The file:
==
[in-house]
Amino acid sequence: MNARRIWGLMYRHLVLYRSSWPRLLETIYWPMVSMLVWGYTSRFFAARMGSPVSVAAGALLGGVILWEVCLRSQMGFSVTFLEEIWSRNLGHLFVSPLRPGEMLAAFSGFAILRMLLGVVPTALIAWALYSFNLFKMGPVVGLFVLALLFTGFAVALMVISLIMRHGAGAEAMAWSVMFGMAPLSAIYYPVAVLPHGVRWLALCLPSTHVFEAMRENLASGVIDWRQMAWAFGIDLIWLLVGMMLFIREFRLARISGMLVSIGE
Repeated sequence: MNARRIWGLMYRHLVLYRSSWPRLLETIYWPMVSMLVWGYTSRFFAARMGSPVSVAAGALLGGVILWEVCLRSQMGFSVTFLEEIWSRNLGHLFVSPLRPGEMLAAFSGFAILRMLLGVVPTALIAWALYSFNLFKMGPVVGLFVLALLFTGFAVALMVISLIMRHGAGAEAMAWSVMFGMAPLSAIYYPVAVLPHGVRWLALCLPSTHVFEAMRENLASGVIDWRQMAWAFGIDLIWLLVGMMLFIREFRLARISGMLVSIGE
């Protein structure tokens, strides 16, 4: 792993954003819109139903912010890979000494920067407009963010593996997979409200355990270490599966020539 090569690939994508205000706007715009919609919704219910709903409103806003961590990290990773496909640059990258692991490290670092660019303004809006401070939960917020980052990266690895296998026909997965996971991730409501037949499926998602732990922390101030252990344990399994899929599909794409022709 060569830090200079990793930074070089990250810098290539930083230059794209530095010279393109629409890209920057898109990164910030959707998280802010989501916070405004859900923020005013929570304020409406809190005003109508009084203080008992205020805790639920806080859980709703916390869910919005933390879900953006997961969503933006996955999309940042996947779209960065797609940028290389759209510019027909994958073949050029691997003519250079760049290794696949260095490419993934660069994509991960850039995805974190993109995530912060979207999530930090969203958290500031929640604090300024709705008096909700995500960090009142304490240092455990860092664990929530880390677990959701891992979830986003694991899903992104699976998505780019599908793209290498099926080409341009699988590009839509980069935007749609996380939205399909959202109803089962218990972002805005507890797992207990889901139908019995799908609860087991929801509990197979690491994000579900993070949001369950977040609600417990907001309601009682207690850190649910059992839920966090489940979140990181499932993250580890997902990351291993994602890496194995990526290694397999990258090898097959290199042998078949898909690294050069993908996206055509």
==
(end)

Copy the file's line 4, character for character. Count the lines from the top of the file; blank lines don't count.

């Protein structure tokens, strides 16, 4: 792993954003819109139903912010890979000494920067407009963010593996997979409200355990270490599966020539 090569690939994508205000706007715009919609919704219910709903409103806003961590990290990773496909640059990258692991490290670092660019303004809006401070939960917020980052990266690895296998026909997965996971991730409501037949499926998602732990922390101030252990344990399994899929599909794409022709 060569830090200079990793930074070089990250810098290539930083230059794209530095010279393109629409890209920057898109990164910030959707998280802010989501916070405004859900923020005013929570304020409406809190005003109508009084203080008992205020805790639920806080859980709703916390869910919005933390879900953006997961969503933006996955999309940042996947779209960065797609940028290389759209510019027909994958073949050029691997003519250079760049290794696949260095490419993934660069994509991960850039995805974190993109995530912060979207999530930090969203958290500031929640604090300024709705008096909700995500960090009142304490240092455990860092664990929530880390677990959701891992979830986003694991899903992104699976998505780019599908793209290498099926080409341009699988590009839509980069935007749609996380939205399909959202109803089962218990972002805005507890797992207990889901139908019995799908609860087991929801509990197979690491994000579900993070949001369950977040609600417990907001309601009682207690850190649910059992839920966090489940979140990181499932993250580890997902990351291993994602890496194995990526290694397999990258090898097959290199042998078949898909690294050069993908996206055509």